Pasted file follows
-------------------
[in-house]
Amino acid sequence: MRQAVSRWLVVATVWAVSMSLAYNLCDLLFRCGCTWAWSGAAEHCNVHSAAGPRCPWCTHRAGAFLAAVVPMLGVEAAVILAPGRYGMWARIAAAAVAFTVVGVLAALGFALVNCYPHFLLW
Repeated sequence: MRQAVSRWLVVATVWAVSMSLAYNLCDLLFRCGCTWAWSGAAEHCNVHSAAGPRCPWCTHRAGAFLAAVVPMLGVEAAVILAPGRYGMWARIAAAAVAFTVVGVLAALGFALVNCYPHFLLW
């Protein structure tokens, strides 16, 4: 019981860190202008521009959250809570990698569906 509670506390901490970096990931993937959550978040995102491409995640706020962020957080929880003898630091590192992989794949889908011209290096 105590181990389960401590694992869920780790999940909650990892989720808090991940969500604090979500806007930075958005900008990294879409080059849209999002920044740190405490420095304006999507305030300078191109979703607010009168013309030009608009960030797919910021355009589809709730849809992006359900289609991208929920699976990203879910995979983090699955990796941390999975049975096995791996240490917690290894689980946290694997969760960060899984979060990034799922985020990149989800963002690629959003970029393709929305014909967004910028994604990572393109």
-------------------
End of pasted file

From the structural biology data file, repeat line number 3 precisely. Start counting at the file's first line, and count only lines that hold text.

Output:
Repeated sequence: MRQAVSRWLVVATVWAVSMSLAYNLCDLLFRCGCTWAWSGAAEHCNVHSAAGPRCPWCTHRAGAFLAAVVPMLGVEAAVILAPGRYGMWARIAAAAVAFTVVGVLAALGFALVNCYPHFLLW